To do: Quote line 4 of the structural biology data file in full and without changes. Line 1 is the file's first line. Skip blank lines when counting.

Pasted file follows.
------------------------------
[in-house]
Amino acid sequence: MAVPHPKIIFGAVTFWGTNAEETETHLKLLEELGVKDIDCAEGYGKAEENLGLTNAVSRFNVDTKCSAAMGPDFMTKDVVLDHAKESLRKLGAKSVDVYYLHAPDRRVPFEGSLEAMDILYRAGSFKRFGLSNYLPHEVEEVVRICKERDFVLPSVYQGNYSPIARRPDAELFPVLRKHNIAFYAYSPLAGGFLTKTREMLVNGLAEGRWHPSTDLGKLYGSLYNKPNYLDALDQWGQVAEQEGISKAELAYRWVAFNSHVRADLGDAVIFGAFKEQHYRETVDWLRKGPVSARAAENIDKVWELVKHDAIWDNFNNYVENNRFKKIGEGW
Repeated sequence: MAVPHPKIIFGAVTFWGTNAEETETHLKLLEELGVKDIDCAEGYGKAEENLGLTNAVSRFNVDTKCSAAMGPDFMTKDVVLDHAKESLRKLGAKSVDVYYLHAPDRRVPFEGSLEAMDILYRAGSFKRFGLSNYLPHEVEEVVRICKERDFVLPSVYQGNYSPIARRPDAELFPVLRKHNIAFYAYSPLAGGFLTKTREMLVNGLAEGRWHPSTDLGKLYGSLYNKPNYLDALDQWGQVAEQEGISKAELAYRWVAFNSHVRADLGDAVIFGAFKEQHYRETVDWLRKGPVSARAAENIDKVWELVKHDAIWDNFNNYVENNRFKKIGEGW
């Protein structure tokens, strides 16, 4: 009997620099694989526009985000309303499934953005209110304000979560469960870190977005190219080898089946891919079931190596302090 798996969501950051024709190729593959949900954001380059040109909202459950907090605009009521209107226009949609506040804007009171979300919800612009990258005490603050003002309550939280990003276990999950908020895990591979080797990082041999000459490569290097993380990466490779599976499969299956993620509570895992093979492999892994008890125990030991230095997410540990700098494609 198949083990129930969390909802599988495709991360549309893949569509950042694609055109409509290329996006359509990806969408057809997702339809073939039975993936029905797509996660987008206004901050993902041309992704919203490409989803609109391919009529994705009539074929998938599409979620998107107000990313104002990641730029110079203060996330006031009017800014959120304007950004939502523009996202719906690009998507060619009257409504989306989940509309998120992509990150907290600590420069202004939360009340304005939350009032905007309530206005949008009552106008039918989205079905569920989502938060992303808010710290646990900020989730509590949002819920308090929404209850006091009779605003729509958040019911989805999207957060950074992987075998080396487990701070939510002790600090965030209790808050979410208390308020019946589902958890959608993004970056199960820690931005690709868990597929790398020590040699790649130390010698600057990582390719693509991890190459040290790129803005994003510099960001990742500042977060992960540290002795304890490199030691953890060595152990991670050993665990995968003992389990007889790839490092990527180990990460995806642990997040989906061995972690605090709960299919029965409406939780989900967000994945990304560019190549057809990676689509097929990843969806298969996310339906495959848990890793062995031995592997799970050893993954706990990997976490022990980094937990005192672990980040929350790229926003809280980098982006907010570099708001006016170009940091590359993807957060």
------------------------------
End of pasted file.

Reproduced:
């Protein structure tokens, strides 16, 4: 009997620099694989526009985000309303499934953005209110304000979560469960870190977005190219080898089946891919079931190596302090 798996969501950051024709190729593959949900954001380059040109909202459950907090605009009521209107226009949609506040804007009171979300919800612009990258005490603050003002309550939280990003276990999950908020895990591979080797990082041999000459490569290097993380990466490779599976499969299956993620509570895992093979492999892994008890125990030991230095997410540990700098494609 198949083990129930969390909802599988495709991360549309893949569509950042694609055109409509290329996006359509990806969408057809997702339809073939039975993936029905797509996660987008206004901050993902041309992704919203490409989803609109391919009529994705009539074929998938599409979620998107107000990313104002990641730029110079203060996330006031009017800014959120304007950004939502523009996202719906690009998507060619009257409504989306989940509309998120992509990150907290600590420069202004939360009340304005939350009032905007309530206005949008009552106008039918989205079905569920989502938060992303808010710290646990900020989730509590949002819920308090929404209850006091009779605003729509958040019911989805999207957060950074992987075998080396487990701070939510002790600090965030209790808050979410208390308020019946589902958890959608993004970056199960820690931005690709868990597929790398020590040699790649130390010698600057990582390719693509991890190459040290790129803005994003510099960001990742500042977060992960540290002795304890490199030691953890060595152990991670050993665990995968003992389990007889790839490092990527180990990460995806642990997040989906061995972690605090709960299919029965409406939780989900967000994945990304560019190549057809990676689509097929990843969806298969996310339906495959848990890793062995031995592997799970050893993954706990990997976490022990980094937990005192672990980040929350790229926003809280980098982006907010570099708001006016170009940091590359993807957060």